PROJECTUnderstanding Supply-Building and Sustainability Efforts of the Child Care and Early Education (CCEE) Market

An adequate supply of quality child care and early education (CCEE) is key to the Child Care and Development Fund’s (CCDF’s) ability to support family economic well-being and children’s healthy development and school success. The COVID-19 pandemic has affected the supply of CCEE and intensified the efforts of states, territories, and tribes to build and sustain the CCEE market. However, little is known about the range—or effectiveness—of various CCEE supply-building and sustainability strategies. 

In September 2021, the Office of Planning, Research, and Evaluation (OPRE) within the Administration for Children and Families (ACF) awarded a five-year contract to the Urban Institute to learn more about CCEE supply-building and sustainability efforts that states, territories, and tribes are undertaking. Using an equity lens, the project aims to (1) explore the CCEE supply-building and sustainability efforts of states, territories, and tribes, with a focus on efforts aimed at populations that may be particularly underserved and efforts to support or sustain the supply of high-quality CCEE; and (2) begin identifying supply-building and sustainability efforts ready for evaluation. To accomplish this, the research team will undertake the following activities:

  • conduct an environmental scan to understand recent and ongoing efforts to build CCEE supply and sustain the existing CCEE market;
  • carry out in-depth case studies to identify promising approaches and, in turn, which efforts of state, territory, and tribal CCDF Lead Agencies are ready for evaluation;
  • analyze secondary data to shed light on CCEE supply and demand across different geographic areas and for different priority populations and strategies to build or sustain supply;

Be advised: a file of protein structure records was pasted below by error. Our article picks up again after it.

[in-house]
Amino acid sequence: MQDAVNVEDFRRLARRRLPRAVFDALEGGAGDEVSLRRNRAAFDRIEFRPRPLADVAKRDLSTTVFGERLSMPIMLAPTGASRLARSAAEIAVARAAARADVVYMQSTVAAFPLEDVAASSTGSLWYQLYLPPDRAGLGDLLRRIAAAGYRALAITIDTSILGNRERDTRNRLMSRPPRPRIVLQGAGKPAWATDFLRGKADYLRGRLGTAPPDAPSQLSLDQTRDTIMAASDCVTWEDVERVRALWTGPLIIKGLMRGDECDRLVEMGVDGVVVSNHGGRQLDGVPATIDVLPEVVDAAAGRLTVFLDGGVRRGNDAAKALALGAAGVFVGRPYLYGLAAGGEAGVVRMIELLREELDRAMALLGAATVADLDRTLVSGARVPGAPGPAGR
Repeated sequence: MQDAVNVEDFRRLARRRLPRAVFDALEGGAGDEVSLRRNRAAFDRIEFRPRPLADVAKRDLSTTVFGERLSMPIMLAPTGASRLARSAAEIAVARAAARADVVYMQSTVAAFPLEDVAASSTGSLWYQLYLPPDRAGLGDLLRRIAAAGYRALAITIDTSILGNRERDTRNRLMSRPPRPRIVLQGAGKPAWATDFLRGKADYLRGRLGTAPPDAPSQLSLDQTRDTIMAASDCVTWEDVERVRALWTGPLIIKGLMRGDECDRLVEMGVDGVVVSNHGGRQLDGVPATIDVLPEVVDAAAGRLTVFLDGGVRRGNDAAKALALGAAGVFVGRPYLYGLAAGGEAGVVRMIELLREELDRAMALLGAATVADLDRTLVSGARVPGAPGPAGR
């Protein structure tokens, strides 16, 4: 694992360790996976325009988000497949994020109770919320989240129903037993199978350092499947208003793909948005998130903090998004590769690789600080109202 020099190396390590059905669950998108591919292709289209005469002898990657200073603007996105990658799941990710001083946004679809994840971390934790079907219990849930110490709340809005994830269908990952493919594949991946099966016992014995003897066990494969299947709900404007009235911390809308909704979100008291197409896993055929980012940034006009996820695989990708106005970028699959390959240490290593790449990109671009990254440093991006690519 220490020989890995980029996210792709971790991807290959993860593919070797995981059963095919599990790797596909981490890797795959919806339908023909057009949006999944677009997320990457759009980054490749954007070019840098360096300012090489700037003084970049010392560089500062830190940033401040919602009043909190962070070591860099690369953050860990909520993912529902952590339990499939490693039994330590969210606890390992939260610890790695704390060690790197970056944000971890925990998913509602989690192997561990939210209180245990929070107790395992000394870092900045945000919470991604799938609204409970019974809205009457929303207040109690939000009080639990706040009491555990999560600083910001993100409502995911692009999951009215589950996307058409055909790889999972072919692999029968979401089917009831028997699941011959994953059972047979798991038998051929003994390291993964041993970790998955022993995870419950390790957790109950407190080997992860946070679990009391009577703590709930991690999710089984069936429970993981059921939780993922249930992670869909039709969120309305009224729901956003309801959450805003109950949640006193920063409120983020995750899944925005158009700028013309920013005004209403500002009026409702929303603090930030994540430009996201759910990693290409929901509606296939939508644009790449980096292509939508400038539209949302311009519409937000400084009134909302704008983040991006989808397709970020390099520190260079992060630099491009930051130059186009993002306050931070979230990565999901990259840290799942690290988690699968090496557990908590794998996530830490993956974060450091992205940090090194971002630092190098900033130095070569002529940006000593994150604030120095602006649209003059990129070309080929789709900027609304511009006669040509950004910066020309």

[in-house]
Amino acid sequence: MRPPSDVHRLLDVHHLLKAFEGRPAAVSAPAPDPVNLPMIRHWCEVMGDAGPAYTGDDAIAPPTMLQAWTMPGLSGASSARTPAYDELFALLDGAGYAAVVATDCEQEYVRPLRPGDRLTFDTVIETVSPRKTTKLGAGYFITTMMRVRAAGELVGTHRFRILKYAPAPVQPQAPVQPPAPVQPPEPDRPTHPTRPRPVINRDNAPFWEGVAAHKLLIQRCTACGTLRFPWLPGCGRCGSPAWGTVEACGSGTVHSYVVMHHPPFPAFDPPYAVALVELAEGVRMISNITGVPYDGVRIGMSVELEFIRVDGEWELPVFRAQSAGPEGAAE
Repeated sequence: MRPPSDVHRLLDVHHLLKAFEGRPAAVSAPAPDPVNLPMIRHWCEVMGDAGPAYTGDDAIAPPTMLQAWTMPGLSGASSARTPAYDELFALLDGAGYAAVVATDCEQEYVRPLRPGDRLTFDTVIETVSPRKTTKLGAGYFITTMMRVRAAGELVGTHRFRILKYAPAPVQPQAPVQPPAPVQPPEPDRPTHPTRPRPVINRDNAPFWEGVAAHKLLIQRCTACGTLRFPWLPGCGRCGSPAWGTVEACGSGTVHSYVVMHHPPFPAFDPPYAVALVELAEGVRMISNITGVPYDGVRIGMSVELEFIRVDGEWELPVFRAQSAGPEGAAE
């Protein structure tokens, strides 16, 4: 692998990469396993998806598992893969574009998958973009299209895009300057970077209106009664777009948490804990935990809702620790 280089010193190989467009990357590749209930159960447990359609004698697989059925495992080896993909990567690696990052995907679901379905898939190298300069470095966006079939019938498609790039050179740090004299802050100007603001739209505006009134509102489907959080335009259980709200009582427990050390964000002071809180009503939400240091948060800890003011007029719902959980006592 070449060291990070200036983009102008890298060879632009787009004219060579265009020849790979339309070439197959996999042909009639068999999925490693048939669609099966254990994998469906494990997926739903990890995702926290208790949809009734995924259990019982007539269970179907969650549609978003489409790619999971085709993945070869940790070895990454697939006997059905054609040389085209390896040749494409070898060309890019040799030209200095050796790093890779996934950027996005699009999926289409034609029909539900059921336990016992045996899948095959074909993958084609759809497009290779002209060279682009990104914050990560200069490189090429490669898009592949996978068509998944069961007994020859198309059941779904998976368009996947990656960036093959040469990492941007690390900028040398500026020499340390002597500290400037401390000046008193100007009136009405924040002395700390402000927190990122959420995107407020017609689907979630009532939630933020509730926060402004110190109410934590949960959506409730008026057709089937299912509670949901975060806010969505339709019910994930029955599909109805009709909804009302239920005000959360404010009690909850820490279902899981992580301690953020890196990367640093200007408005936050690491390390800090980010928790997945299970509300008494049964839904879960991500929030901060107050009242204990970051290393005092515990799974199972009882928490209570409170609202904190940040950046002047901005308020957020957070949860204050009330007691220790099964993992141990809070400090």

• develop geomaps of supply and demand, and related tools and resources, to help states, territories, and tribes visualize contextual information and inform decisionmaking;
  • design options for a potential future evaluation of the effectiveness of supply-building and sustainability efforts in meeting the needs of families with children from birth through age 12; 
  • engage with key contributors at ACF and in communities across the country to ensure the work is relevant and rigorous; and
  • develop and use a strong dissemination strategy to get relevant materials into the hands of a range of stakeholders.

The information resulting from this project will help inform and strengthen future efforts to build and sustain the supply of CCEE for children from birth through age 12. This project will pay particular attention to children in underserved areas, infants and toddlers, children with disabilities, children who receive care during nontraditional hours, and children living in areas with concentrated poverty and unemployment.

Project Contacts

Principal investigator: Gina Adams (
Project director: Julia Isaacs (
Federal project officers: Amanda Coleman ( and Bonnie Mackintosh (
Project specialist: Dianna Tran (

Policy Centers Center on Labor, Human Services, and Population